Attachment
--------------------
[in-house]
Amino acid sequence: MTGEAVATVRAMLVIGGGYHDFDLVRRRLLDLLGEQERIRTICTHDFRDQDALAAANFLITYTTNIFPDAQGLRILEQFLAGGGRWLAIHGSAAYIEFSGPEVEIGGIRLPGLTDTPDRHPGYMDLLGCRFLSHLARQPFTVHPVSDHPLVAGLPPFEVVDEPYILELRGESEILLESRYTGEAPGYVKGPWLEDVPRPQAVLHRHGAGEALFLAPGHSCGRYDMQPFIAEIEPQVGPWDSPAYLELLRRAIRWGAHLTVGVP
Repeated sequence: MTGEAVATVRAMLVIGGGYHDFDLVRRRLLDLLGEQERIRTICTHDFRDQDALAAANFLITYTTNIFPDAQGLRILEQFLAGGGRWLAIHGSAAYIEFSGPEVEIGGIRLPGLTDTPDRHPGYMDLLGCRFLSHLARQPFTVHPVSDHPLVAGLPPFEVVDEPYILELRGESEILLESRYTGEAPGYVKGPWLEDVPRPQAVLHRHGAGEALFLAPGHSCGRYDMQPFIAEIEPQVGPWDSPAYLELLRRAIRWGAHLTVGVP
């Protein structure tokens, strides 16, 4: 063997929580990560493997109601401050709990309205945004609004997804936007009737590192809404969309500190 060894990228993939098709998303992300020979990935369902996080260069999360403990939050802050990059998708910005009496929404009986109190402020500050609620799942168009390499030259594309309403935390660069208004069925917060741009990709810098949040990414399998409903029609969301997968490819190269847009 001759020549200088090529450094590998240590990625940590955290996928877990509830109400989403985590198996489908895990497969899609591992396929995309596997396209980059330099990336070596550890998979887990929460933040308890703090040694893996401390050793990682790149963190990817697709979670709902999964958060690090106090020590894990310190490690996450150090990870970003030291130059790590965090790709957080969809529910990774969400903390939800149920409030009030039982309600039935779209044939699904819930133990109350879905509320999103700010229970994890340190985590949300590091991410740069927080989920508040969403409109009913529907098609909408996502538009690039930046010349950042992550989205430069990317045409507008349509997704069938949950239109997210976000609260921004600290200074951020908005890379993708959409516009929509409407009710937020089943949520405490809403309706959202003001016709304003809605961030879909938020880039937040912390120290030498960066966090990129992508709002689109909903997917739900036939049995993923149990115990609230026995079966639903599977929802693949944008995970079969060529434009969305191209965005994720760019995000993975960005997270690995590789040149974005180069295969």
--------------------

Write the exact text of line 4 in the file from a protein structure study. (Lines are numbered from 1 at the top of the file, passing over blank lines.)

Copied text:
């Protein structure tokens, strides 16, 4: 063997929580990560493997109601401050709990309205945004609004997804936007009737590192809404969309500190 060894990228993939098709998303992300020979990935369902996080260069999360403990939050802050990059998708910005009496929404009986109190402020500050609620799942168009390499030259594309309403935390660069208004069925917060741009990709810098949040990414399998409903029609969301997968490819190269847009 001759020549200088090529450094590998240590990625940590955290996928877990509830109400989403985590198996489908895990497969899609591992396929995309596997396209980059330099990336070596550890998979887990929460933040308890703090040694893996401390050793990682790149963190990817697709979670709902999964958060690090106090020590894990310190490690996450150090990870970003030291130059790590965090790709957080969809529910990774969400903390939800149920409030009030039982309600039935779209044939699904819930133990109350879905509320999103700010229970994890340190985590949300590091991410740069927080989920508040969403409109009913529907098609909408996502538009690039930046010349950042992550989205430069990317045409507008349509997704069938949950239109997210976000609260921004600290200074951020908005890379993708959409516009929509409407009710937020089943949520405490809403309706959202003001016709304003809605961030879909938020880039937040912390120290030498960066966090990129992508709002689109909903997917739900036939049995993923149990115990609230026995079966639903599977929802693949944008995970079969060529434009969305191209965005994720760019995000993975960005997270690995590789040149974005180069295969």